- Nonbenzodiazepines such as zolpidem (Ambien), eszopiclone (Lunesta) and zaleplon (Sonata)
- Benzodiazepines such as triazolam (Halcion)
These medications may help you sleep during your flight and for several nights afterward. Side effects are uncommon but may include nausea, vomiting, amnesia, sleepwalking, confusion and morning sleepiness. Although these medications appear to help sleep duration and quality, they may not diminish daytime symptoms of jet lag.
Your body’s internal clock or circadian rhythms are influenced by exposure to sunlight, among other factors. When you travel across time zones, your body must adjust to a new daylight schedule and reset, allowing you to fall asleep and be awake at the appropriate times.
Light therapy can help ease that transition. It involves exposing your eyes to an artificial bright light or lamp that simulates sunlight for a specific and regular amount of time during the time when you are meant to be awake. This may be useful, for example, if you are a business traveler and are frequently indoors — away from natural sunlight — during the day in a new time zone. Light therapy comes in a variety of forms including a light box that sits on a table, a desk lamp that may blend in better in an office setting, a light visor that you wear on your head, and a dawn simulator that gradually makes a room brighter — simulating sunrise — which may help you wake up in the morning.
A few basic steps may help prevent jet lag or reduce its effects:
- Arrive early. If you have an important meeting or conference — anything that requires you to be in top form — try to arrive a few days early to give your body a chance to adjust.
- Get plenty of rest before your trip. Starting out sleep-deprived makes jet lag worse.
- Gradually adjust your schedule before you leave. If you’re traveling east, try going to bed one hour earlier each night for a few days before your departure. Go to bed one hour later for several nights if you’re flying west. If possible, eat meals closer to the time you’ll be eating them at your destination.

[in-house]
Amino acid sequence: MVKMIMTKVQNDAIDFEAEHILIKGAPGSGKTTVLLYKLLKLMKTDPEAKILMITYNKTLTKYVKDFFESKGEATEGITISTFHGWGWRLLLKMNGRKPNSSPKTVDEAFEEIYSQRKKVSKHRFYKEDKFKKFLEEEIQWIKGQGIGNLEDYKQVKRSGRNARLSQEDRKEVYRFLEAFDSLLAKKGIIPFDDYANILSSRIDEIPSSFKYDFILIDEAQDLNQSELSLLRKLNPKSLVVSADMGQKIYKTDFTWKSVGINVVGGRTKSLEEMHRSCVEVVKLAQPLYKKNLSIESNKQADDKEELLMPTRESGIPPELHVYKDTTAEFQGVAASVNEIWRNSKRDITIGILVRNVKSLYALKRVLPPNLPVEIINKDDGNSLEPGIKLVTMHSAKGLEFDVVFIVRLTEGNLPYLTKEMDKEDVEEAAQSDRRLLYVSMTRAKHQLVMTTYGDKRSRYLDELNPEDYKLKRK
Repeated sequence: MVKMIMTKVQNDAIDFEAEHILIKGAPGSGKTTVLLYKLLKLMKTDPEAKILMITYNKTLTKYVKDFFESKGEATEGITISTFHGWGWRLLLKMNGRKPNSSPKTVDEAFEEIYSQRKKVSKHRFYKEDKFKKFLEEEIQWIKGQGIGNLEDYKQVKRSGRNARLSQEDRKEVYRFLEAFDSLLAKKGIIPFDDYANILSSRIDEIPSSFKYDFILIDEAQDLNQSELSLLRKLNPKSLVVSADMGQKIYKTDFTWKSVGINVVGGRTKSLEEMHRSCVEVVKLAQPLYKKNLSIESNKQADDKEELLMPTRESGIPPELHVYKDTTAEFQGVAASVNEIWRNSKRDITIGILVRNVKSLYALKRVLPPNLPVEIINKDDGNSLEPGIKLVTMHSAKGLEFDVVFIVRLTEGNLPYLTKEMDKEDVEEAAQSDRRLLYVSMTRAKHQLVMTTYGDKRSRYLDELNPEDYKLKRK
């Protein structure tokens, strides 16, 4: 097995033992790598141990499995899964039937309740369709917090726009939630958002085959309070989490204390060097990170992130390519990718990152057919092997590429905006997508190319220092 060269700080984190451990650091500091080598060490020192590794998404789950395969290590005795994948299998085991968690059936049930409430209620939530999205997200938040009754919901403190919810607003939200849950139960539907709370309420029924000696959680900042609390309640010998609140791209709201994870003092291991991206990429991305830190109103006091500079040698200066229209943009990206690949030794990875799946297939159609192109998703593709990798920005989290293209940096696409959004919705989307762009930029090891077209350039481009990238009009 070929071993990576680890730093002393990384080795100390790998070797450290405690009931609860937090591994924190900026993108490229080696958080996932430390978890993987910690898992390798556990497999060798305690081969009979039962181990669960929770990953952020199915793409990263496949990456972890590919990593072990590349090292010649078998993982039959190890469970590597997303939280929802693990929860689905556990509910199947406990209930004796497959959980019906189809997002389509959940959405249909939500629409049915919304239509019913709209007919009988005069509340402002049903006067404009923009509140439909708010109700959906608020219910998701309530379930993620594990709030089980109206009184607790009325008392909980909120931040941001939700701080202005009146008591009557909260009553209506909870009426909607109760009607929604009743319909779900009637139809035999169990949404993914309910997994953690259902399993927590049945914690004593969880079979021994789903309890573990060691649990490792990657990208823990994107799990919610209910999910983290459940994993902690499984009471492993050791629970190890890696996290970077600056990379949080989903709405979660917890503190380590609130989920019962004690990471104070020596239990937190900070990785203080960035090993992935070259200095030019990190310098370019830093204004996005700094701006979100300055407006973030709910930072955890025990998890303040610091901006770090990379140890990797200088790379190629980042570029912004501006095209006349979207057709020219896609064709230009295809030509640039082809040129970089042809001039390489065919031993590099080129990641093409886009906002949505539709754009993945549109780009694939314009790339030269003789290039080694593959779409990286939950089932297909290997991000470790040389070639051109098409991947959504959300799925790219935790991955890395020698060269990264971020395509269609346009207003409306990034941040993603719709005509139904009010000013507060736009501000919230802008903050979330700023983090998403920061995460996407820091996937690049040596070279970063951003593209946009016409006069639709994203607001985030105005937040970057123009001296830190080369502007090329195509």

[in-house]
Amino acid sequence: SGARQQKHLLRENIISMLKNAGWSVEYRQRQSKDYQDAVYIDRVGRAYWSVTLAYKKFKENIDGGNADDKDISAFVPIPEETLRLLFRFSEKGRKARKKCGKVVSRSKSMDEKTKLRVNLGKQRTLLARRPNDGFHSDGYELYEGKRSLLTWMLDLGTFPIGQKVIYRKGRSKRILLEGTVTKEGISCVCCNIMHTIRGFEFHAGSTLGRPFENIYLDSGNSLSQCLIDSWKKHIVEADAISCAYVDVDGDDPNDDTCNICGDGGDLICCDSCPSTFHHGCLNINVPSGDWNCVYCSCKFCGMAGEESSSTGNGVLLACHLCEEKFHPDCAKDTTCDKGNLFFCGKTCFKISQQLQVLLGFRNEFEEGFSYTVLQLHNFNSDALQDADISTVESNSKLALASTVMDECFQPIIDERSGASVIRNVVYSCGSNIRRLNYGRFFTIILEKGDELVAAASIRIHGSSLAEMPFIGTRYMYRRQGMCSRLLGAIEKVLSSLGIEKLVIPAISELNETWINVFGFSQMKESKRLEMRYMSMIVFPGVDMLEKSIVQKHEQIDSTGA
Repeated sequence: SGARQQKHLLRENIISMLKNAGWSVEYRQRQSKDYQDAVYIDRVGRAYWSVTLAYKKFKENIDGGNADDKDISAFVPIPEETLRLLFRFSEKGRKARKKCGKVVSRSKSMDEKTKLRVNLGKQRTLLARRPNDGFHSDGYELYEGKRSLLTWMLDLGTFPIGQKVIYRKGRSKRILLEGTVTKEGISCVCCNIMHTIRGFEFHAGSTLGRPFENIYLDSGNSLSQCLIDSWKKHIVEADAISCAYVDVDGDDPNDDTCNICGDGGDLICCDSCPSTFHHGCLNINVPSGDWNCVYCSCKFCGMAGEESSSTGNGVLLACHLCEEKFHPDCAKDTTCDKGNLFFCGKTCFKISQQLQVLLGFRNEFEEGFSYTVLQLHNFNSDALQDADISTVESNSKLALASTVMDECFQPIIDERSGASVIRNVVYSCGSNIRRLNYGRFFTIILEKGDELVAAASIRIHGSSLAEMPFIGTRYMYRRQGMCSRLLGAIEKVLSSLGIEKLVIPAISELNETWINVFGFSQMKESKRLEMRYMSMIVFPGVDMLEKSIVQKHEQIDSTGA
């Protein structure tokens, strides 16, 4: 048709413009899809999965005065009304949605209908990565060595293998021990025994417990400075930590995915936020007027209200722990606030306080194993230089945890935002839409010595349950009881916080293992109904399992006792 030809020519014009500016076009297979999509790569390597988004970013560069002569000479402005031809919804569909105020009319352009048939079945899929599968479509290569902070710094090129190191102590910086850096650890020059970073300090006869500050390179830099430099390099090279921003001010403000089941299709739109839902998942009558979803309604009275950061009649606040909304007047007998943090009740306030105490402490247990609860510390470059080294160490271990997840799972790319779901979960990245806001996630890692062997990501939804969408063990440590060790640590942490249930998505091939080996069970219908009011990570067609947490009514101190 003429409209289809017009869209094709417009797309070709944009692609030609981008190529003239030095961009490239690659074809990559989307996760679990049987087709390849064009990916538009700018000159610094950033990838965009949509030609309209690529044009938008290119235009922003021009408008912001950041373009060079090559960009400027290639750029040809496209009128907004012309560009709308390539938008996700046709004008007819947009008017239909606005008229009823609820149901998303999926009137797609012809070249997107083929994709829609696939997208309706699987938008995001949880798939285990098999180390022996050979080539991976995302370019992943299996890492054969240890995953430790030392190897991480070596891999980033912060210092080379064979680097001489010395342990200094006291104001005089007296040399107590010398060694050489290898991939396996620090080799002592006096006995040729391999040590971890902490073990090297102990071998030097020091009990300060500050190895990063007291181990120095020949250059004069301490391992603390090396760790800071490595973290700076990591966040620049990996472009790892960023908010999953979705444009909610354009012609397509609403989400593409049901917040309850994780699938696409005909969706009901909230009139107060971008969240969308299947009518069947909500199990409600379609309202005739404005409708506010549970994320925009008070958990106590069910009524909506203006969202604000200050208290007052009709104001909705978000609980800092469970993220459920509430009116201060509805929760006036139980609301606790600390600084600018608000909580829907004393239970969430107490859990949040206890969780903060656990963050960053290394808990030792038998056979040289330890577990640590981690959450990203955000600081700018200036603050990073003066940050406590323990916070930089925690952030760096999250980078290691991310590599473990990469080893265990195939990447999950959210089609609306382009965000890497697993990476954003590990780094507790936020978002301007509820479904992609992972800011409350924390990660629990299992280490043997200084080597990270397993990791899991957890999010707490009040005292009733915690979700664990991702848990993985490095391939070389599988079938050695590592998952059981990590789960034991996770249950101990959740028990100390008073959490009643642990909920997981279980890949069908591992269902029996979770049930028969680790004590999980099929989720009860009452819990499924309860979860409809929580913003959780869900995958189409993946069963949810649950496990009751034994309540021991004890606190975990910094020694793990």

- Stay on your new schedule. Set your watch to the new time before you leave. Once you reach your destination, try not to sleep until nighttime, no matter how tired you are.
- Stay hydrated. Drink plenty of water before, during and after your flight to counteract the dehydrating effects of dry cabin air. Dehydration can make jet lag symptoms worse. For the same reason, avoid alcohol and caffeine, both of which dehydrate you further.
- Try to sleep on the plane if it’s nighttime at your destination. Earplugs, headphones and eye masks can help block out noise and light. If it’s daytime where you’re going, resist the urge to sleep.
Lifestyle and home remedies
Plan ahead to determine the best times for light exposure based on your origination and destination points and overall sleep habits. An online jet lag calculator may make this task easier.
For example, a poor sleeper traveling from New York to Paris is advised to seek light between 11:30 a.m. and 2:00 p.m. on the first day in France and between 8:30 a.m. and 11:00 a.m. on the second day. By the third or fourth day, the traveler’s internal clock should mesh with the local time. The results are even better if light exposure is combined with exercise such as walking or jogging.
Avoiding light at certain times is every bit as important as taking it in at others. The hypothetical New York to Paris traveler should avoid light from 9:00 a.m. to 11:30 a.m. on day one and from 6:00 a.m. to 8:30 a.m. on day two for best results. In the real world, that can be a challenge. At night, draw the blinds or drapes in your hotel room or use a sleep mask. During the day, dark glasses can help block out light.
Using caffeine, such as in the amounts you encounter in beverages like coffee, espresso and soft drinks, may help offset daytime sleepiness. However, it’s best to time caffeine use so that it doesn’t interfere with planned bedtime, because it may make it even more difficult to fall asleep or sleep well. So, for example, you may not want to consume caffeine within six hours of when you plan to go to bed.